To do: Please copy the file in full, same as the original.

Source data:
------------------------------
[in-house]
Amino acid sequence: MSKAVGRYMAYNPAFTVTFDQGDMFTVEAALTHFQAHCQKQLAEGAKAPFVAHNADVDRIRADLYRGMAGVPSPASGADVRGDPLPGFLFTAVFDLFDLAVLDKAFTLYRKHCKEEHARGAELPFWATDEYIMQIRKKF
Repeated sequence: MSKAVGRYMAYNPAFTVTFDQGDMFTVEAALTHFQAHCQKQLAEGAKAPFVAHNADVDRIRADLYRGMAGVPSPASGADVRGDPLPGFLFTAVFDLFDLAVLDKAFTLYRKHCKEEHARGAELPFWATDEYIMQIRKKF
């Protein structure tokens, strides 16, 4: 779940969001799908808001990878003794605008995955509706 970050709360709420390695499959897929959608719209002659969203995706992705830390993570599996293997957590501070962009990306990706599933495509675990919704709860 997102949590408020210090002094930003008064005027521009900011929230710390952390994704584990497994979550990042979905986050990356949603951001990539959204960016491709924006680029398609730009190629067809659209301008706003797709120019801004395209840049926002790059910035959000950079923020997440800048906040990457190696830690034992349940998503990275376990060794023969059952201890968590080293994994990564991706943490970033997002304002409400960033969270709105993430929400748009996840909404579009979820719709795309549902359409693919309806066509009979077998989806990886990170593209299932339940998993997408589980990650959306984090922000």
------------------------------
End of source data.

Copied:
[in-house]
Amino acid sequence: MSKAVGRYMAYNPAFTVTFDQGDMFTVEAALTHFQAHCQKQLAEGAKAPFVAHNADVDRIRADLYRGMAGVPSPASGADVRGDPLPGFLFTAVFDLFDLAVLDKAFTLYRKHCKEEHARGAELPFWATDEYIMQIRKKF
Repeated sequence: MSKAVGRYMAYNPAFTVTFDQGDMFTVEAALTHFQAHCQKQLAEGAKAPFVAHNADVDRIRADLYRGMAGVPSPASGADVRGDPLPGFLFTAVFDLFDLAVLDKAFTLYRKHCKEEHARGAELPFWATDEYIMQIRKKF
């Protein structure tokens, strides 16, 4: 779940969001799908808001990878003794605008995955509706 970050709360709420390695499959897929959608719209002659969203995706992705830390993570599996293997957590501070962009990306990706599933495509675990919704709860 997102949590408020210090002094930003008064005027521009900011929230710390952390994704584990497994979550990042979905986050990356949603951001990539959204960016491709924006680029398609730009190629067809659209301008706003797709120019801004395209840049926002790059910035959000950079923020997440800048906040990457190696830690034992349940998503990275376990060794023969059952201890968590080293994994990564991706943490970033997002304002409400960033969270709105993430929400748009996840909404579009979820719709795309549902359409693919309806066509009979077998989806990886990170593209299932339940998993997408589980990650959306984090922000």